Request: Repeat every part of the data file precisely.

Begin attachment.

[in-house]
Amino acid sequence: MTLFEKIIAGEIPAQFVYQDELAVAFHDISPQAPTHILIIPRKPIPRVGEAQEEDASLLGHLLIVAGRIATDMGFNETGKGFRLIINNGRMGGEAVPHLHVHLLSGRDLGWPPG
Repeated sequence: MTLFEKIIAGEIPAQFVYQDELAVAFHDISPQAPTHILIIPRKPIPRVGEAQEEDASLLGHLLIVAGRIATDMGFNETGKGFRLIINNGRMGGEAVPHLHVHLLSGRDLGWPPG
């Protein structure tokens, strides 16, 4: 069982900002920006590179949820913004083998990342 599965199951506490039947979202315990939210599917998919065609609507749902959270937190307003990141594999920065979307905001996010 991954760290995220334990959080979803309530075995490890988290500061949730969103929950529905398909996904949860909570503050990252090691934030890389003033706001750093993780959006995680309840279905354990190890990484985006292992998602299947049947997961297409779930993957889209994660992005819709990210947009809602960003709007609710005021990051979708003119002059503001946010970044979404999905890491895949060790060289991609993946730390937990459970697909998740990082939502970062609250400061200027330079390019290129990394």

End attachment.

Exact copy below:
[in-house]
Amino acid sequence: MTLFEKIIAGEIPAQFVYQDELAVAFHDISPQAPTHILIIPRKPIPRVGEAQEEDASLLGHLLIVAGRIATDMGFNETGKGFRLIINNGRMGGEAVPHLHVHLLSGRDLGWPPG
Repeated sequence: MTLFEKIIAGEIPAQFVYQDELAVAFHDISPQAPTHILIIPRKPIPRVGEAQEEDASLLGHLLIVAGRIATDMGFNETGKGFRLIINNGRMGGEAVPHLHVHLLSGRDLGWPPG
């Protein structure tokens, strides 16, 4: 069982900002920006590179949820913004083998990342 599965199951506490039947979202315990939210599917998919065609609507749902959270937190307003990141594999920065979307905001996010 991954760290995220334990959080979803309530075995490890988290500061949730969103929950529905398909996904949860909570503050990252090691934030890389003033706001750093993780959006995680309840279905354990190890990484985006292992998602299947049947997961297409779930993957889209994660992005819709990210947009809602960003709007609710005021990051979708003119002059503001946010970044979404999905890491895949060790060289991609993946730390937990459970697909998740990082939502970062609250400061200027330079390019290129990394």